|System: PS3, Xbox 360|
|Dev: THQ Digital Warrington|
|Release: April 5, 2011|
|Screen Resolution: 480p-1080p|
After you've breezed through the single player missions, the only option left is the multiplayer, and it too is limited in features. You can partake in a quick match, create your own public or private session, or join a match. The standard fare of modes is available, including Deathmatch, Team Deathmatch, King of the Hill, Capture the Flag, and Flag Frenzy. The Deathmatches are the least indulging of the bunch. King of the Hill is great for all against all matches, especially if you've mastered the layout of each map, which considering how small they are is quite simple to achieve. Team Capture the Flag matches have the most strategic element, having one member play defense with a tank while the other tries to speed to victory using an ATV. That being said, the multiplayer is still rather linear and lackluster compared to the bevy of other multiplayer massacre games out there, and for the most part it still boils down to short bursts of trigger finger carnage. The small map size also limits the player capacity to four, a major offense for a series so heavily built on destruction.
The graphics and sound both have cons and only a few timid pros. The color palette and stage design give enough variety to each venue to keep players from wanting to stick to one. However, there are too many strong uses of earth tones (or "Mars" tones), which fit the setting, but these browns, yellows, and reds mask the vehicles all too often, making it even tougher to keep track of yourself and the enemies on screen. The sound has an expected playlist of gun and missile fire effects as well as explosions, but become repetitive very quickly. With firing weapons from the start of the match to the end, paired with a ceaseless amount of explosions, a larger quantity of sound effects would have been appreciated. The music is a blend of futuristic synthesized rock, which you'd think fits well into the series, but somehow manages to sound underwhelming.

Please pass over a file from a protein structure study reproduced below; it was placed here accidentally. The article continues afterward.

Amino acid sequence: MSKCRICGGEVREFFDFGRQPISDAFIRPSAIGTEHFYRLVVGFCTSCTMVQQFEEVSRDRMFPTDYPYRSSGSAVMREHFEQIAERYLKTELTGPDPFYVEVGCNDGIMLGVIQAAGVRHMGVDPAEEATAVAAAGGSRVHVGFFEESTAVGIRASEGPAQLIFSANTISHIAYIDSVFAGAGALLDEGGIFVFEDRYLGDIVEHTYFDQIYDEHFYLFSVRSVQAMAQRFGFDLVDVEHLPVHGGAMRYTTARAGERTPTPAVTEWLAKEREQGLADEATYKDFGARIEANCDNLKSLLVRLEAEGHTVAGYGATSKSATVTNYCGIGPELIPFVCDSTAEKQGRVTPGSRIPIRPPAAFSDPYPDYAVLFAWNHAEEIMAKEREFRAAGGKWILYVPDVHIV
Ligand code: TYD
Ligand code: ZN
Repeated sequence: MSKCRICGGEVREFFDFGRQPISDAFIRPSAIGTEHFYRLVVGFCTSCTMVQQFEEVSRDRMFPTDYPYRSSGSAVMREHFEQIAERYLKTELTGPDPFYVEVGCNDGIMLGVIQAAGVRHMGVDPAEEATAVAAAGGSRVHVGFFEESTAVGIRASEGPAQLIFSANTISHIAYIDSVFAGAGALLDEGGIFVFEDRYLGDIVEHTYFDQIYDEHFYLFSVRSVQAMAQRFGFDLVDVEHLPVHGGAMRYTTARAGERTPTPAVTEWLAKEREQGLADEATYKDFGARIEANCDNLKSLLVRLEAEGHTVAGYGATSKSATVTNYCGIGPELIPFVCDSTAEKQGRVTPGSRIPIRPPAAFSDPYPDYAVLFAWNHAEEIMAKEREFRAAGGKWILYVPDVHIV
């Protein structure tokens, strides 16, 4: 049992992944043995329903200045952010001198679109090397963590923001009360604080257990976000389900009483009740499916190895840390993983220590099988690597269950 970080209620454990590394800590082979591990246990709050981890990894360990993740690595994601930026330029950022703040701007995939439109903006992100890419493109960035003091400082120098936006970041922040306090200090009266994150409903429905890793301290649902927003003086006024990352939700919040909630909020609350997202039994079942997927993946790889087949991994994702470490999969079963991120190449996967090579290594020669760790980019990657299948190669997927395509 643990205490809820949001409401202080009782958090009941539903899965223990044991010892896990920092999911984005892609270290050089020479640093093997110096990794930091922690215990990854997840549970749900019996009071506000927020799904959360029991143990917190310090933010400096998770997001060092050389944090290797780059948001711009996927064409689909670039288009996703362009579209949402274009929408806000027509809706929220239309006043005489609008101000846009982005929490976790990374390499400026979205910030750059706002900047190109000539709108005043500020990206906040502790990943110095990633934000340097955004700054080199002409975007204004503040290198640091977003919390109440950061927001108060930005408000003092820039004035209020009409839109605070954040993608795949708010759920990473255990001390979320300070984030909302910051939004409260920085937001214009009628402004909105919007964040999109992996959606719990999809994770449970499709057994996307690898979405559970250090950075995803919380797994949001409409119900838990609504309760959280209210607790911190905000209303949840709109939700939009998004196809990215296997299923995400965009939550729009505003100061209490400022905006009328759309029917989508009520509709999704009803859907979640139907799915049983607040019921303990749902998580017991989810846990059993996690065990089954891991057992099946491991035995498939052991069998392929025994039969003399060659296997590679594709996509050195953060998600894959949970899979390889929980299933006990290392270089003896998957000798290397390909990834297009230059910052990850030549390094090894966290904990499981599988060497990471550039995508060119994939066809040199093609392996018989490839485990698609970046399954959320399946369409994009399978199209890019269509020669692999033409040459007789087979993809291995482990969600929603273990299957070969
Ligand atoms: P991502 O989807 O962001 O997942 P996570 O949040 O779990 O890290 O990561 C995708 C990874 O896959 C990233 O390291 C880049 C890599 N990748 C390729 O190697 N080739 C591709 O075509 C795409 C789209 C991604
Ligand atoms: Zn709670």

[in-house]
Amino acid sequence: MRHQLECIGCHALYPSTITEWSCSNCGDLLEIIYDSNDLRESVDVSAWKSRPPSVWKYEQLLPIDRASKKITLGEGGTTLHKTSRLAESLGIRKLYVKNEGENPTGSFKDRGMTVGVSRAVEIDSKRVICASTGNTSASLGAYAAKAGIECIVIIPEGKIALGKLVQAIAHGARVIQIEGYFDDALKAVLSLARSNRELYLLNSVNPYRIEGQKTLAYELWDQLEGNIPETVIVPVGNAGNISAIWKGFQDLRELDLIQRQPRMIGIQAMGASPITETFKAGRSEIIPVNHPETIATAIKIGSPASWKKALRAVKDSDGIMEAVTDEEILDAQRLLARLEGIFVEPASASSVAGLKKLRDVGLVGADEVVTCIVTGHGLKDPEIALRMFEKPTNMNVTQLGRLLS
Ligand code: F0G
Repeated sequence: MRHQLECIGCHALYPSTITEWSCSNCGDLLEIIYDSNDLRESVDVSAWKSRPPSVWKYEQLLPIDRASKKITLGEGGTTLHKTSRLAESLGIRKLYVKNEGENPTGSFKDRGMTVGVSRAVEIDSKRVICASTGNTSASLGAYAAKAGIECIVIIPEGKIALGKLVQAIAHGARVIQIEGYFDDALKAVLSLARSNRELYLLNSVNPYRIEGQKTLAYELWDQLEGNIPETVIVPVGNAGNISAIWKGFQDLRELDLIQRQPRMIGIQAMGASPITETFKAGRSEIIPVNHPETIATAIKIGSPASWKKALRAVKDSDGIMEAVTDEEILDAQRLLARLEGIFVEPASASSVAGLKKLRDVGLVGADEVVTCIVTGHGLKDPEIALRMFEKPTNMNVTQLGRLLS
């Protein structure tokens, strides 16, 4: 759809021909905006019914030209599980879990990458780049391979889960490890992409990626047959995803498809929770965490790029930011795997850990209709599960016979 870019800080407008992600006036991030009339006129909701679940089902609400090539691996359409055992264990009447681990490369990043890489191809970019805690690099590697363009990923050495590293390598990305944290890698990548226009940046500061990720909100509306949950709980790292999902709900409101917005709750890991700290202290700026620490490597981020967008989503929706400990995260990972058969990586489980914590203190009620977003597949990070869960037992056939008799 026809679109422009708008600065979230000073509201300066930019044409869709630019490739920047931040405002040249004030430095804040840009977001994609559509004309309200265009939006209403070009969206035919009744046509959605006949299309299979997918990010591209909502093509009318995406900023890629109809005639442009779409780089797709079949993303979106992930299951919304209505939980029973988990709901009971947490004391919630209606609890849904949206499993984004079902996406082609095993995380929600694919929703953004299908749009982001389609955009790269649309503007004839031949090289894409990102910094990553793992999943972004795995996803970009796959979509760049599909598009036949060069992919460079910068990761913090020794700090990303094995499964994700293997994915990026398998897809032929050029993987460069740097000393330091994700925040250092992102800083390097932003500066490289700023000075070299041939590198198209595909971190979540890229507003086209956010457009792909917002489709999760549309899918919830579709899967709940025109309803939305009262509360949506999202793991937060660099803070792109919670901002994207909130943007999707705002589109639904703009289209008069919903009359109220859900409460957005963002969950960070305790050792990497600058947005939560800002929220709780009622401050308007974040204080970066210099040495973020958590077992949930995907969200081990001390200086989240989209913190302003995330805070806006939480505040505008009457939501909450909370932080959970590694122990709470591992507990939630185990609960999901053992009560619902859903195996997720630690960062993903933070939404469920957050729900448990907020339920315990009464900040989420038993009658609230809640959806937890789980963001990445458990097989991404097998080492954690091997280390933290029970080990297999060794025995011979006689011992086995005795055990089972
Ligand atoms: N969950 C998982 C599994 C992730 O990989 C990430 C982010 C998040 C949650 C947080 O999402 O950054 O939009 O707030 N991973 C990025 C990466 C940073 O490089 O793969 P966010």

Red Faction: Battlegrounds is fun enough in short spurts, and may be just what the doctor ordered after a rough work day, when you need to escape into a virtual world and blow something up. But with a short list of mediocre game modes and a laughable single-player campaign, this is one that will most likely sit in your hard drive until you delete it when clearing up space. Who would pay ten dollars for a bland appetizer? My suggestion is to wait for the main course coming out soon.
CCC Freelance Writer